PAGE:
Somerset County Vocational Technical School is in Bridgewater offering……………   Also has a large theater offering shows, dance and concert performances.

Public colleges:  Rutgers, the State University is a short drive to the New Brunswick or Newark Campuses, an easily a commutable situation.  Raritan Valley Community College (RVCC) is an excellent 2 year college for many fields of work and an inexpensive way to get the first 2 years of a 4 year college degree.

The Commute:

There is no NJ Transit train station in Warren.  However, it is a relatively short car ride to the stations in either Berkeley Heights, Gillette or New Providence. Only 5-10 minutes from the northern border to 4 different stations and another 3 or 4 more stations 5-10 minutes from the southern border.  You have to look into parking rules at these stations. The better alternative for ease of parking is a drive to Summit with non-resident parking and a large number of trains to NYC, some of them Mid-Town Direct (no transfers) to NYC Penn Station.  The commute time from Summit to NY Penn Station is often only 57 minutes, but can be as little as 38 mins.

Non-resident parking is either valet service (via $10/day) or Lot #14 (Park & Rail, 24 hr. for up to 5 days for $10/day).

Express bus from Warren:  Lakeland Bus runs one dedicated express bus to NYC at 6:45 am each weekday (takes 1 hour) from a Park & Ride at the Warren Corporate Center (Bldg 300).  Return trips are between 5:45 pm to 6:30 pm (takes 45 mins.) which are not dedicated only to Warren.  Fare is $26.80 round trip and $118.50 for a 10 trip set.  Lakeland also runs non-express buses to NYC with many stops in the area around and in Warren such as King George Rd. for a tad lower fare. 

(Lakeland Bus also has service from Summit for about $99.95 for 10 trips.)  

Automobile drive from Warren to NYC via close-by Rt. 78 would be about 1 hr 20min.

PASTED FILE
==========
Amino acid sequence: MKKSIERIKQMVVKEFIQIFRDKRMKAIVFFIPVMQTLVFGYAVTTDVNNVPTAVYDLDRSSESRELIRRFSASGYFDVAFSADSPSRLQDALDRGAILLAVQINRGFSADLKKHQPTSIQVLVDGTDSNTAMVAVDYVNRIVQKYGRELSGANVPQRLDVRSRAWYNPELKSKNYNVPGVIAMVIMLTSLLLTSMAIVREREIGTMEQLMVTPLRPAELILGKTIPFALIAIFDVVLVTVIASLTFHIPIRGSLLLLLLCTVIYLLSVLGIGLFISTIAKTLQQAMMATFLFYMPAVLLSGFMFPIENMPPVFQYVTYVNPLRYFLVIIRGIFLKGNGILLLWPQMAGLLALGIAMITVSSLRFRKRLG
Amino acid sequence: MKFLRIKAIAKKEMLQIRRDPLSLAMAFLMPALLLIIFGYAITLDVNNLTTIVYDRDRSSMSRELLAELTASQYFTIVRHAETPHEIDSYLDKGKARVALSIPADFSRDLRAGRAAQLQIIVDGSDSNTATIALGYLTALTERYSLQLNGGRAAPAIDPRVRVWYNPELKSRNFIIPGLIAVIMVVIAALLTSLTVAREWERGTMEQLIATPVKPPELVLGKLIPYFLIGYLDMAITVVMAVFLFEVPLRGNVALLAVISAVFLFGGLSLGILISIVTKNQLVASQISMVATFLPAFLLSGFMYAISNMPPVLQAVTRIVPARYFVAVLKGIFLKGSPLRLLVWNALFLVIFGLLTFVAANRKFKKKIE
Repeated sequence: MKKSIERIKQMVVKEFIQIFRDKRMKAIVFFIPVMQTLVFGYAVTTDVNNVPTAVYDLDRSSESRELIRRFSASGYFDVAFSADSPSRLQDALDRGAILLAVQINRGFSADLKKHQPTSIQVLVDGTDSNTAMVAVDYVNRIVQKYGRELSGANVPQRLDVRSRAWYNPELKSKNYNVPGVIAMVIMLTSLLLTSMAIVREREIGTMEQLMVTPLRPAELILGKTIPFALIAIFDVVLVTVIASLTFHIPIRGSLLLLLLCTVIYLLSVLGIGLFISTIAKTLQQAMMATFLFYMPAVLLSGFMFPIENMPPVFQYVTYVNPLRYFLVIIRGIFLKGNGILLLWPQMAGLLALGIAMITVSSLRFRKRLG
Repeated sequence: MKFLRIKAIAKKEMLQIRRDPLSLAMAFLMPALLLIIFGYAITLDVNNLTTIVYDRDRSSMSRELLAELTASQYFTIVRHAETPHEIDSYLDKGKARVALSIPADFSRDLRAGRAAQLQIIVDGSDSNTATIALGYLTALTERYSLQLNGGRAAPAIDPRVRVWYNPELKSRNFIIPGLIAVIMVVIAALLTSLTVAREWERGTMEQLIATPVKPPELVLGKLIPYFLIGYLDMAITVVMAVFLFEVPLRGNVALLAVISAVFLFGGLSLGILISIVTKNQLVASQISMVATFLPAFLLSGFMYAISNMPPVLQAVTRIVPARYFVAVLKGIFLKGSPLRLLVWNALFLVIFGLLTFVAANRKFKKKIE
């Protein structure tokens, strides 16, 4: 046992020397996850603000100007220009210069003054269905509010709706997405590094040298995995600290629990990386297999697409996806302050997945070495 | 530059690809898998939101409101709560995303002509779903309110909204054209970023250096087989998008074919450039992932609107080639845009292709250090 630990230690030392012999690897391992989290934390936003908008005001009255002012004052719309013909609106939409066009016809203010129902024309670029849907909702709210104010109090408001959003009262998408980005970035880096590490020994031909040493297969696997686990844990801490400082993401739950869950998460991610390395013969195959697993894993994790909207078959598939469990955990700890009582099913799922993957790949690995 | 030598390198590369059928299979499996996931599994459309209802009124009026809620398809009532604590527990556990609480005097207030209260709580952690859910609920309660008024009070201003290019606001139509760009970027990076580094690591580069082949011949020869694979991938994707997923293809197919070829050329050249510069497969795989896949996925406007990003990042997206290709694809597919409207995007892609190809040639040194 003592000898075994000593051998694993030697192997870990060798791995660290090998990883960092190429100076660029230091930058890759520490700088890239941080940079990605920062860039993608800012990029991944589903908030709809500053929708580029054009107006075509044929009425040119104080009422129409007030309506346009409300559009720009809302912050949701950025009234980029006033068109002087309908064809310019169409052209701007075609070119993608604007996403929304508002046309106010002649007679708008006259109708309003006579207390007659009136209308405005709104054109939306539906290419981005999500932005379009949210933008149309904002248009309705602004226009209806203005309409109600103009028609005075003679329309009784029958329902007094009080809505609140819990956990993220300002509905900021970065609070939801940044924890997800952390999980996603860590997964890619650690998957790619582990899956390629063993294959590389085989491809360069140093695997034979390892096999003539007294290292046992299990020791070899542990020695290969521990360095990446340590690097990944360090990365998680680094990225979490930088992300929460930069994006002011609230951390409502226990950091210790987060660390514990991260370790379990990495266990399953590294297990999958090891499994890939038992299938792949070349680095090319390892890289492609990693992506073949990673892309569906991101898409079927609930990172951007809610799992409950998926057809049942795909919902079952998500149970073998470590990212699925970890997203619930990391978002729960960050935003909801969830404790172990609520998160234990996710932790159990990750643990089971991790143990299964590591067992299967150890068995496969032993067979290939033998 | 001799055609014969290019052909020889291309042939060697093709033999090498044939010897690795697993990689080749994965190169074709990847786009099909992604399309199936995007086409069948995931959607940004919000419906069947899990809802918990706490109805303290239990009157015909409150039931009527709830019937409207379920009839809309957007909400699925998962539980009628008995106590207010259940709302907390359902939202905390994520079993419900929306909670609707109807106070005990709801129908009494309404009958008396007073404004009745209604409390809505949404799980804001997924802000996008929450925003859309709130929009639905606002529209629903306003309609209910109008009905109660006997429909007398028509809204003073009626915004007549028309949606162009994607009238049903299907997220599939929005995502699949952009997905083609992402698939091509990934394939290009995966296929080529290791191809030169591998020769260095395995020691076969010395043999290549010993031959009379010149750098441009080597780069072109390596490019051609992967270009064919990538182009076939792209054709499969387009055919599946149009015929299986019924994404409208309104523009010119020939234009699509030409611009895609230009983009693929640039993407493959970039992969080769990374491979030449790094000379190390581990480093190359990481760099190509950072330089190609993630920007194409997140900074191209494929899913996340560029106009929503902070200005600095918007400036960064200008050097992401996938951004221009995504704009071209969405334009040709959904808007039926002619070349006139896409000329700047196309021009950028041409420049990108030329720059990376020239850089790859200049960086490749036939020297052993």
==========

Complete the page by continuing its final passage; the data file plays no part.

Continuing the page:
Restaurants, entertainment, cultural: The town center is around intersection of Mountain Blvd. and Mt. Bethel Rd.

There are a few notable restaurants in Warren.  About the town center are:  Alfies’ Italian Ristorante), Lukas seafood, steak & bar, and modern American at Uproots, and the diner called Country Squire.  The town is excellent for cultural food excursions. There is Silk Road for Afghan.  Nuray’s Cafe for breakfast and lunch and occasional dinner with a Turkish flavor.

Toward Smalleytown Rd section is Stonehouse of Sterling Ridge fine dining, with a catering and party business and with weekend jazz entertainment.  It is part of Landmark Hospitality Group which is a high-end restaurant group including the Ryland Inn in Reading, NJ.

Warren Arts Center in a local building presents music, art shows, and dance with acts that often come in from NYC.  Quite inexpensive for good weekend entertainment.  

Somerset Patriots baseball, now a AA-level Yankees farm team, is a short ride to Bridgewater.


Parks, Kids Activities
:

Close to town center, Warren has a Municipal Recreation area including a public pool, and  Warrenbrook Golf course there is (one of several) county golf courses.  Farm markets for fresh produce are in the area including Bardy Farms just outside town center.  Looking at nearby towns: Hamilton Farms has equestrian team training (OlympicTraining Center and headquarters) in northern Bedminster;  horseback riding & lessons and shows are a local favorite.  Many farms provide good old seasonal activities for kids/parents like strawberry and apple picking, wagon rides, corn mazes, animal feeding.  Grazing horses on private estates as part of the landscape. 

Leonard J. Buck gardens is a few towns over from Warren in Far Hills with scenic walking and outstanding landscapes.  Jockey Hollow on Rt. 202 past Bernardsville contains soldiers’ huts like those used by Washington’s army.  A hot air balloon festival in early August is in Readington, NJ about a half hour away.  And the Jersey shore is only about an hour’s drive.

In nearby towns are parks that include the Delaware & Raritan Canal State Park, Duke Farms with walking trails, an Arboretum and Meditation Garden, cafe, farmers market and environmental education programs for children and adults. Many regional parks are in the area.

Neighborhoods

Town center neighborhood includes the central business hub (described above) as well as Springdale and Coontown areas toward the southeast and Mt. Horeb in western part of Warren.  The many larger homes (4, 5, and more bedrooms) in Town Center are expensive with median value of over $900,000 and average rental of over $4,000 per month (very high end for NJ).  

Smalleytown is in the Northeast section with a lower median home price about $700K and avg rental of about $2100 per month.  It is also a family section with many 3 and 4 bedroom houses.

Mt. Bethel is in east/central section of Warren running to Liberty Corner Rd. on its eastern edge.  Median home price is about $900,000, though the average rental (about $2,700 per month) is lower than Town Center.  Home sizes tend to larger (above 4 bedrooms).  Asian ancestry reported at 18% in this section.